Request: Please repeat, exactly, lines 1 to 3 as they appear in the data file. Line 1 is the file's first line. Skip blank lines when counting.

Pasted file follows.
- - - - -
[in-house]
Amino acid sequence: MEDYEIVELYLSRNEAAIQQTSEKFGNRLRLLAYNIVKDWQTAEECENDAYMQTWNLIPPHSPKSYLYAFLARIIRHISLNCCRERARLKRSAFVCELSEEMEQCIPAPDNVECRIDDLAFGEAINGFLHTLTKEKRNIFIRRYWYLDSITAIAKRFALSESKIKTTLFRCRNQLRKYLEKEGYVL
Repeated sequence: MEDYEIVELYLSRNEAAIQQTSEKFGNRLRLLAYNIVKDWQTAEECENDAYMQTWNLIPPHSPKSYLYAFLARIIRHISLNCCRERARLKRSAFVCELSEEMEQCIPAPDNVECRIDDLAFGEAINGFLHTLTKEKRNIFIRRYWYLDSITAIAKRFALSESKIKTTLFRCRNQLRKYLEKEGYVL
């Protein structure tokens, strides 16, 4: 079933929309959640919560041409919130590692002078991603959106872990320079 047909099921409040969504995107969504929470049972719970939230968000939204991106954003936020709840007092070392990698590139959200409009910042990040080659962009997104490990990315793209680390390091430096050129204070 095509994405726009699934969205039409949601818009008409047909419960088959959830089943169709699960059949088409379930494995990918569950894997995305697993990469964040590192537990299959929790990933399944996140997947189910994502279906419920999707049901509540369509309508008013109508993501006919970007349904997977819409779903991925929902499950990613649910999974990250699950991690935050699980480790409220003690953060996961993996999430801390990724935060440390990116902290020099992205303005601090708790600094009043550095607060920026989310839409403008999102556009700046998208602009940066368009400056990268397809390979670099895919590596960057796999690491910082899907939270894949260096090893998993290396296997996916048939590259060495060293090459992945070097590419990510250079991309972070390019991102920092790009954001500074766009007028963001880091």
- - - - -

[in-house]
Amino acid sequence: MEDYEIVELYLSRNEAAIQQTSEKFGNRLRLLAYNIVKDWQTAEECENDAYMQTWNLIPPHSPKSYLYAFLARIIRHISLNCCRERARLKRSAFVCELSEEMEQCIPAPDNVECRIDDLAFGEAINGFLHTLTKEKRNIFIRRYWYLDSITAIAKRFALSESKIKTTLFRCRNQLRKYLEKEGYVL
Repeated sequence: MEDYEIVELYLSRNEAAIQQTSEKFGNRLRLLAYNIVKDWQTAEECENDAYMQTWNLIPPHSPKSYLYAFLARIIRHISLNCCRERARLKRSAFVCELSEEMEQCIPAPDNVECRIDDLAFGEAINGFLHTLTKEKRNIFIRRYWYLDSITAIAKRFALSESKIKTTLFRCRNQLRKYLEKEGYVL